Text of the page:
Here's the back story: A couple of months ago, in an effort to recapture his high school glory days, Matt joined a baseball league. Every Sunday there is a game that consists of much manly back patting and yelling of things like "Atta Boy." Last Sunday was the first time I actually attended one of these games, mainly because they always take place at some ungodly hour of the morning somewhere in the Valley. (If you're not from Los Angeles, it's hard to imagine the amount of scorn that can be infused into the word "valley.") Sunday's game was also in the Valley, but at least they had the decency to schedule it in the afternoon, so off I went.

Matt had already informed me that there is a small cadre of wives and significant others who go to almost every game. Not only do they go to every game, but they bring snacks for the team and keep score and hand out candy bars to the guys who make the best plays. I encountered two of them on Sunday. They walked up to the stands--where I was busy leafing through the latest In Style magazine--carting lawn chairs, a portable stereo and a cooler full of Gatorade and candy bars.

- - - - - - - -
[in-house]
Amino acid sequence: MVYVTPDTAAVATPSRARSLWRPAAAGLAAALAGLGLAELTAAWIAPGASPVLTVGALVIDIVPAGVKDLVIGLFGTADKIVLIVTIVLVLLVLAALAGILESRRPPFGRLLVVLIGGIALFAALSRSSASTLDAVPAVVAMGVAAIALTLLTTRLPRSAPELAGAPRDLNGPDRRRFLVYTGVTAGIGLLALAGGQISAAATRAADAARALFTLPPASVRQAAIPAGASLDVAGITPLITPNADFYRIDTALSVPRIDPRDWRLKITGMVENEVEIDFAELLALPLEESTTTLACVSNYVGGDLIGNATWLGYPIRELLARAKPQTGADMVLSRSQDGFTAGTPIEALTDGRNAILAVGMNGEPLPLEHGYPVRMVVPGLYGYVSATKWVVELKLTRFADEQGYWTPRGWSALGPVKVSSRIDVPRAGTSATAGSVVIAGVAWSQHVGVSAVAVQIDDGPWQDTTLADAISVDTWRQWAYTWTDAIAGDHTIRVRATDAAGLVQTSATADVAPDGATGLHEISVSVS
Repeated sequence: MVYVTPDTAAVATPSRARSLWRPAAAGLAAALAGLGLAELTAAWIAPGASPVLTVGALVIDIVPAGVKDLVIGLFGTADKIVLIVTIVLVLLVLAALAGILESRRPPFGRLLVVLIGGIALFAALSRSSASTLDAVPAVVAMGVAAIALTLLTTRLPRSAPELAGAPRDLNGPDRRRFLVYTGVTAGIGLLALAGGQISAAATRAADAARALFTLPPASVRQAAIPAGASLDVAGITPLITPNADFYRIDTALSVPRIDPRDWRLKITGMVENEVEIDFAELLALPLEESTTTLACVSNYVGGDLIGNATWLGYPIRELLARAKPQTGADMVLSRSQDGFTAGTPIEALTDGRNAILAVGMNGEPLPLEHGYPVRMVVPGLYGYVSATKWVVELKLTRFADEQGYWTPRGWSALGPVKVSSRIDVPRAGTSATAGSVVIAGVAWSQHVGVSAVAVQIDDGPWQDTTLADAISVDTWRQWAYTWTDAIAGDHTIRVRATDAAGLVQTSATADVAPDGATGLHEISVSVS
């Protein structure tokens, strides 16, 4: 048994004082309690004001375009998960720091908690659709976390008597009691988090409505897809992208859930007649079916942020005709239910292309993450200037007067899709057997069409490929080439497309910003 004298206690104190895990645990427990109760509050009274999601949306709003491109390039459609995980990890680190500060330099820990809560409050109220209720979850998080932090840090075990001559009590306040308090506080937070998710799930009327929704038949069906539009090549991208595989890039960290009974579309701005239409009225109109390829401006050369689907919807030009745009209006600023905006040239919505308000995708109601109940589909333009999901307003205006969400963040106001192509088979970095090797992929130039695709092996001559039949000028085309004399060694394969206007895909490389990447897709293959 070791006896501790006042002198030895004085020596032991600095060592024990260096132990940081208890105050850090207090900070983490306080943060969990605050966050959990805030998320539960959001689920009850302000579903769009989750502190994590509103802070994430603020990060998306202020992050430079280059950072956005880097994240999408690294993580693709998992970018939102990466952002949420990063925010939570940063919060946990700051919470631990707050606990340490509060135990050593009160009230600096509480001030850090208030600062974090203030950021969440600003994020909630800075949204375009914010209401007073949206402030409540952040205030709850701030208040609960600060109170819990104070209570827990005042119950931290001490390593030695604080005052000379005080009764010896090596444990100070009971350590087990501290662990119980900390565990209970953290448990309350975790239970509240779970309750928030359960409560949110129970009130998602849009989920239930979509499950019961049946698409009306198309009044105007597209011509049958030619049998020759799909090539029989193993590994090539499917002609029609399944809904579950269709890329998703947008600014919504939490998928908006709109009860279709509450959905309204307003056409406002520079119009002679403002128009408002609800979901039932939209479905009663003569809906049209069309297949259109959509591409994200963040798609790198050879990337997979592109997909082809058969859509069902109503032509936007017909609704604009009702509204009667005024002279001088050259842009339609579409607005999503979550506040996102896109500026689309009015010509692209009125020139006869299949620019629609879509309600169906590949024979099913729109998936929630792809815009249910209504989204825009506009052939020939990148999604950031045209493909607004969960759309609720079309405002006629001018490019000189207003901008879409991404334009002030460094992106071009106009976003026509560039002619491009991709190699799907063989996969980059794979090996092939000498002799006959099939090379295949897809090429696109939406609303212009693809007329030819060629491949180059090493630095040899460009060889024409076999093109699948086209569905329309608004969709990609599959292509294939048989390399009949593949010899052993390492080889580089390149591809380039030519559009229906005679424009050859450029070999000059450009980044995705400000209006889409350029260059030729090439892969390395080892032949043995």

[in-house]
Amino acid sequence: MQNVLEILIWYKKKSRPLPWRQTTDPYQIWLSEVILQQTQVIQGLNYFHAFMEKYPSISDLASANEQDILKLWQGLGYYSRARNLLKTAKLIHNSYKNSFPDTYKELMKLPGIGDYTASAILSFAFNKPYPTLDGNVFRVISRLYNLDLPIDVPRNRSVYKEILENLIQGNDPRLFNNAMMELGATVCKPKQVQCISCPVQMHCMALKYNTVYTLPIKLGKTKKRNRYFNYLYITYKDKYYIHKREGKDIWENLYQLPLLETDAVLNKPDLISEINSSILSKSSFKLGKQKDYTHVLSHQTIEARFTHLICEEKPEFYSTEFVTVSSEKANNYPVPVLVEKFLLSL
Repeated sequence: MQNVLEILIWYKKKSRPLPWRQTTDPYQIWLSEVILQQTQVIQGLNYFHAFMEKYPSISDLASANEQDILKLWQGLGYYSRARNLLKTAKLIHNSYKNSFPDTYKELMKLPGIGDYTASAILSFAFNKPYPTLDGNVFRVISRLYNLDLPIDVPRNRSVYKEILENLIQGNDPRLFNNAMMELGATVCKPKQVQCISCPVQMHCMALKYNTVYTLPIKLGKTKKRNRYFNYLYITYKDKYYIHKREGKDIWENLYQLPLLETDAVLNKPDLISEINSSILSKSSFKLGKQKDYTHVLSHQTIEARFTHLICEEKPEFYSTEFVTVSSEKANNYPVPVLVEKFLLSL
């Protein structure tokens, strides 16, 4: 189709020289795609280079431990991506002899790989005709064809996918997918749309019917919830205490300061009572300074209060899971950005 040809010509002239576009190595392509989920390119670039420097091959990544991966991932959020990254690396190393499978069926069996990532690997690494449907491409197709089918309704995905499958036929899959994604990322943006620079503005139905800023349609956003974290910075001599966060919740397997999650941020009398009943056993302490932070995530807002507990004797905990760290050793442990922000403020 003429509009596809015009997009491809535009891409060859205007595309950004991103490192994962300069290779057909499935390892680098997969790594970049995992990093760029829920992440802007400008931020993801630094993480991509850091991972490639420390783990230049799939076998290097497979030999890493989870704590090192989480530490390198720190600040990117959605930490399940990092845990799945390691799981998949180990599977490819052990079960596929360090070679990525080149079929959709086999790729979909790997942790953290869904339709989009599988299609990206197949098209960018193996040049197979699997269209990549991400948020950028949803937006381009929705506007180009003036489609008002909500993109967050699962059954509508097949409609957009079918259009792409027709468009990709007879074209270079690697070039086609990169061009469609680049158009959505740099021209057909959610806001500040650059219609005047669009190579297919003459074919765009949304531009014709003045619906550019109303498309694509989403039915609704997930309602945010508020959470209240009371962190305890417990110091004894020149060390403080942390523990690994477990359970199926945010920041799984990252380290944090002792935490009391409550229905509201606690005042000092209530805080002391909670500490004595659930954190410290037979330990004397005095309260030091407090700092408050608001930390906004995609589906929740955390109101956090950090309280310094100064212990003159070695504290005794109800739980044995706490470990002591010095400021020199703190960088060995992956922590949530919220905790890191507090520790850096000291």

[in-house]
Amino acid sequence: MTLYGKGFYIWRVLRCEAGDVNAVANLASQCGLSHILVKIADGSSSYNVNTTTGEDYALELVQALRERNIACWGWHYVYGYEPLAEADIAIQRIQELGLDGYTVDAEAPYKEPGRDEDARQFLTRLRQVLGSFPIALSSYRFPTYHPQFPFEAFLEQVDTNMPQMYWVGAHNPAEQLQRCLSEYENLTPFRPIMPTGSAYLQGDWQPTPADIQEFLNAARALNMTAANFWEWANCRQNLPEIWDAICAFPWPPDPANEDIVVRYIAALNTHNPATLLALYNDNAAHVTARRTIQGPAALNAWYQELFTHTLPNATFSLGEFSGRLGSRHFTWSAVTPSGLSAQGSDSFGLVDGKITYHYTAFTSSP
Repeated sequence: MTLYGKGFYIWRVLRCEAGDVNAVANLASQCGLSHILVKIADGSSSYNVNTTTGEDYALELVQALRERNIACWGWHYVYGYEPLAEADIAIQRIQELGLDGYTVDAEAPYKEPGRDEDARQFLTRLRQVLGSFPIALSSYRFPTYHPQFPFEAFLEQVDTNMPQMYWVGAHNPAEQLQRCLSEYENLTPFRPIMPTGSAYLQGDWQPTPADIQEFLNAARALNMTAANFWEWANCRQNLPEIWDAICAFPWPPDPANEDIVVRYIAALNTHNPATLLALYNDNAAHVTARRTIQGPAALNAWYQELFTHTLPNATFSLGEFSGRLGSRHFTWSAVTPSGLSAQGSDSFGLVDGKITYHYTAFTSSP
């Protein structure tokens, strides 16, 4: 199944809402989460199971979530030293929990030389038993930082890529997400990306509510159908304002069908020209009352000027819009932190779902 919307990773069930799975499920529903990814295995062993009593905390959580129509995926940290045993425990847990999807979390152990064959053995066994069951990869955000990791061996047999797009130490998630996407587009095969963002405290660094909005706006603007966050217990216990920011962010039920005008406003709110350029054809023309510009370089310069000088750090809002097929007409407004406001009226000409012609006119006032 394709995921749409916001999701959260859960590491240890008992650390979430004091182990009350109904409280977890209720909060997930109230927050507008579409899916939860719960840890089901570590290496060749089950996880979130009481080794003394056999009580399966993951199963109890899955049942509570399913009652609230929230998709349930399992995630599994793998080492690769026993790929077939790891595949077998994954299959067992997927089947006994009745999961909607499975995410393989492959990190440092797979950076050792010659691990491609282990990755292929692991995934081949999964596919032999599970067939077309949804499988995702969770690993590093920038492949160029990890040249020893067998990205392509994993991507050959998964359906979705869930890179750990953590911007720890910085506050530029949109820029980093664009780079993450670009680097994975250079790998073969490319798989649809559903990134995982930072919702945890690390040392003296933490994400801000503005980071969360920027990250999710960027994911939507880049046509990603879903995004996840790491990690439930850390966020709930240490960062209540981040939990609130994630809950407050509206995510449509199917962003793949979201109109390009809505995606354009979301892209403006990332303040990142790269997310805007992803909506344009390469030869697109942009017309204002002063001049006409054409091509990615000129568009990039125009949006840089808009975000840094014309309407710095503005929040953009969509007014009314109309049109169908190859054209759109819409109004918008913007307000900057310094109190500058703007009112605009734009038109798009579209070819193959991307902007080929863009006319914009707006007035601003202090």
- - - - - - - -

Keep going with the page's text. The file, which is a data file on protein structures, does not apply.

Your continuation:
"Oh hi," Perfect Blonde Wife said. "It's nice to meet you...finally."

Chagrined, I put my magazine aside and attempted to follow what was happening on the field. For the next eight innings, I listened to Perfect Blonde Wife and Perfect Brunette Wife discuss the following topics:

1. Who made the best offensive play (Matt, yay!)
2. What decorations to have at the upcoming end of season party (baseball themed, of course)
3. What snacks to prepare (rice krispie treats in the shape of baseballs)
4. How hard it is to get to baseball uniforms clean

At this point, Perfect Blonde Wife turns to me and says, "was it hard to clean Matt's uniform that one time it got really dirty?"